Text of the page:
December 2015 – Dividend income and portfolio update

Here it is – my last income update for 2015 that you’ve not been waiting for! Did December’s typically strong performance allow me to beat June’s all-time high income of $1,083 and reach my yearly target? Read on to see…

Dividend Income

My total dividend income from my portfolio in December was $1,161, a 7% increase compared to the previous record income from June’s $1,083. In December 2014, I earned $916; this is a more useful comparison showing an increase of 26% over the same time last year.

The following chart shows the cumulative dividend income so far this year compared to previous years.

My total income at this point in the year, $6,792 comfortably beats my year’s target of $5,850! That’s 16% higher if you’re percentage inclined.

I must admit that I’m pretty conservative in setting my targets; I don’t try to chase an arbitrary dollar target since I’d be inclined to chase yield to reach it. instead I project my expected income given my expected contributions and that figure drives my target values.

Income breakdown

The chart below shows what contributed to my total income of $1,161 this month.

I received income from individual stocks as well as from all four Vanguard mutual funds.

Dividend income from stocks

24 stocks paid dividends this month as shown below.

The yield calculations are annualized, or extended forward a year based on the current dividend payment against the market value.

Dividend income from funds

My two stock funds paid dividends this quarter which is the main reason for the large boost in income at the end of each quarter; VHDYX (Vanguard High Dividend Yield Index) paid $399 and VTIAX (Vanguard Total International Stock Index) paid $260.

I also received income this month from my two bond funds; $268 from VWEAX (Vanguard High-Yield Corporate Bonds) and $42 from VWESX (Vanguard Long-Term Investment Fund). These pay their distributions monthly and the distributions are taxed as normal income and not the lower qualified dividend rate but their yield is higher.

What I’m not showing in my metrics are the capital gains distributions I received this month. When you hold mutual funds, and in particular actively managed funds, capital gains that the fund receives from the sale of its holdings are passed onto the fund shareholders. The distribution can be a mix of short-term (taxed higher) or long-term (taxed at a lower rate) capital gains. Upcoming distributions are something to watch out for when purchasing a fund since you don’t want to buy a fund and immediately be stuck with a huge tax bill. Some fund funds are “tax-managed” and are structured to avoid capital gains distributions for this reason, but a passive index stock fund is usually fairly tax efficient.

VTIAX and VHDYX typically don’t generate any capital gains taxes ($0 for 2015) but VWEAX and VWESX provided $192.50 and $120.01 respectively in December. I set capital gains to be automatically re-invested back into the corresponding fund and I don’t count the payments as “income”. But in reality my income was about $300 higher than my official numbers.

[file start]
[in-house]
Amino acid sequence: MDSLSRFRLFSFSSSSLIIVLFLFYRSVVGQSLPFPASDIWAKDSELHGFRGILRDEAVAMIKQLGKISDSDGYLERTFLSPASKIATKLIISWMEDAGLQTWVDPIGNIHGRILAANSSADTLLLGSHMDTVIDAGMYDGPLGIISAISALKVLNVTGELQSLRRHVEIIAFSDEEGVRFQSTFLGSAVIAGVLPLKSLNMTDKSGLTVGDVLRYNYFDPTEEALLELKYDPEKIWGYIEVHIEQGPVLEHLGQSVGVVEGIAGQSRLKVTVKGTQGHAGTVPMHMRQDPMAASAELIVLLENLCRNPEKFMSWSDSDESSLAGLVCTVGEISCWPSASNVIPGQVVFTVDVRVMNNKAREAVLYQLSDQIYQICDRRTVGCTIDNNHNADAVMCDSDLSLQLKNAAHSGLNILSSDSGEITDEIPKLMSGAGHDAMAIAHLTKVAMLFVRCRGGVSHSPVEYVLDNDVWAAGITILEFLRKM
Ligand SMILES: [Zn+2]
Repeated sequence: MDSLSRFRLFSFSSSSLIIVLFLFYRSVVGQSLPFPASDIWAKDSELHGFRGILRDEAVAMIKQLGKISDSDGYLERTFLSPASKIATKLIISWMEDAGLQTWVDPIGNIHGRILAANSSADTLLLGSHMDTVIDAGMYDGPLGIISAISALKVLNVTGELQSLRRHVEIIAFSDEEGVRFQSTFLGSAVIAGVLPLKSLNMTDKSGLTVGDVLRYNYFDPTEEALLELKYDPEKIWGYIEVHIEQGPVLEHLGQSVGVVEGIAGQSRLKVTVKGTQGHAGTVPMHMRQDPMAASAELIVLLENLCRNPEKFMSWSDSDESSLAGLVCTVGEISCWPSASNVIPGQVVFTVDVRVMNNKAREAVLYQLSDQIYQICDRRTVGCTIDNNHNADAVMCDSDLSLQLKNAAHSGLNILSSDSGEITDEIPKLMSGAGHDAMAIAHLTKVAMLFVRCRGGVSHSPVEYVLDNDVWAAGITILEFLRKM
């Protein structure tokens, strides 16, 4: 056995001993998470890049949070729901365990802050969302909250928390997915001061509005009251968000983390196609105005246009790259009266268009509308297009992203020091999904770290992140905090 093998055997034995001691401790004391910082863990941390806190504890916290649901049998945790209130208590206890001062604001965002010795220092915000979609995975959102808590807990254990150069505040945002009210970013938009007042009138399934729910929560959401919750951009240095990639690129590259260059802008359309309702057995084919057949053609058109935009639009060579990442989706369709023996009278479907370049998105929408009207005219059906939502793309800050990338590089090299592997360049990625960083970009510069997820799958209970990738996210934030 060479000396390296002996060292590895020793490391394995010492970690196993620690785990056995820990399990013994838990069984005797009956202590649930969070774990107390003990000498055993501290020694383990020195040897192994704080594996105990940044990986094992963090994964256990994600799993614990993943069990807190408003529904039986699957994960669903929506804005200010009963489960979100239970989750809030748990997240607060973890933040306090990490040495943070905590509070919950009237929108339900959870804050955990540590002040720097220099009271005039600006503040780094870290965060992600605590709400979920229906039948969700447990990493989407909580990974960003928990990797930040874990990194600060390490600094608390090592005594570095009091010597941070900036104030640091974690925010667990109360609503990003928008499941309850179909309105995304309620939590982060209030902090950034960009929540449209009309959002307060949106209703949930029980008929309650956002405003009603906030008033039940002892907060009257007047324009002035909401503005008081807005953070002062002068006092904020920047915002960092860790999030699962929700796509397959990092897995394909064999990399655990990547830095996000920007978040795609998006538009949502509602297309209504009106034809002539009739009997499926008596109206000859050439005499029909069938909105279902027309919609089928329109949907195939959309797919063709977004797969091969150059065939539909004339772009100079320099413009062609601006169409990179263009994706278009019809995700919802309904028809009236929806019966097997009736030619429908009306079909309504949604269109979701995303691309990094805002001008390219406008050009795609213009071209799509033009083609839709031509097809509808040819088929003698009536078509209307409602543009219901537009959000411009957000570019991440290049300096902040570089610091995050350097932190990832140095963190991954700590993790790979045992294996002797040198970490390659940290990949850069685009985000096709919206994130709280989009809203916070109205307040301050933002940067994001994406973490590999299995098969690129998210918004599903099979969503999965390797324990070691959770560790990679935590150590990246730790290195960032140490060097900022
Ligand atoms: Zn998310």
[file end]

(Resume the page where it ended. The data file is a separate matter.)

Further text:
My Income Portfolio

Here’s an overview of my Portfolio and how it’s made up as of the end of December 2015.

My Portfolio consists of individual dividend stocks as well as 4 Vanguard mutual funds and cash. Compared to November, I bought more VHDYX shares with some of my Cash reserves so the US Stock Fund went up 2% and Cash went down 2%.

Asset Allocation

The following table shows the detailed asset allocation in my portfolio.

Portfolio Performance

Overall this month my portfolio increased by $516 to $215,011, an increase of 0.24% from last month’s $214,495.

However I added $4,126 in new capital including the capital gains mentioned above and also used some cash reserves to buy more investments. Total purchases were $791 in new shares, $5,550 of VHDYX, $250 of VTIAX, $193 of VWEAX and $120 of VWESX. My stock purchases were 23 shares of QCOM.

Since the overall increase in portfolio value was $516 and I added $4,126 of new capital, this implies my portfolio would have been $210,885 without the additional purchases ($215,011 – $4,126). So overall my portfolio had an underlying decrease of $3,611 or -1.68% had I not made any purchases. As a reference, the S&P was -1.75% for December, the Dow Jones index at -1.66% and the Nasdaq at -1.98%, but those results can’t be compared to mine since the new capital I added changed the total return.

So largely thanks to new purchases than investment growth, my income portfolio is now $40,145 higher than at the start of the year and the dividend income continues to increase.

 

Quote of the Day

He who has a why to live can bear almost any how.

0 thoughts on “December 2015 – Dividend income and portfolio update”

    1. I think I’ll be needing a fair bit of help from the market to match that amount this year; I think the hardest part is keeping living expenses at a reasonable level between somewhere between cheap and enjoyable.

      I like the cumulative view too and it’s always good when the current month exceeds the next month from the previous year.

      Thanks for your support as always!
      Best wishes,
      -DL

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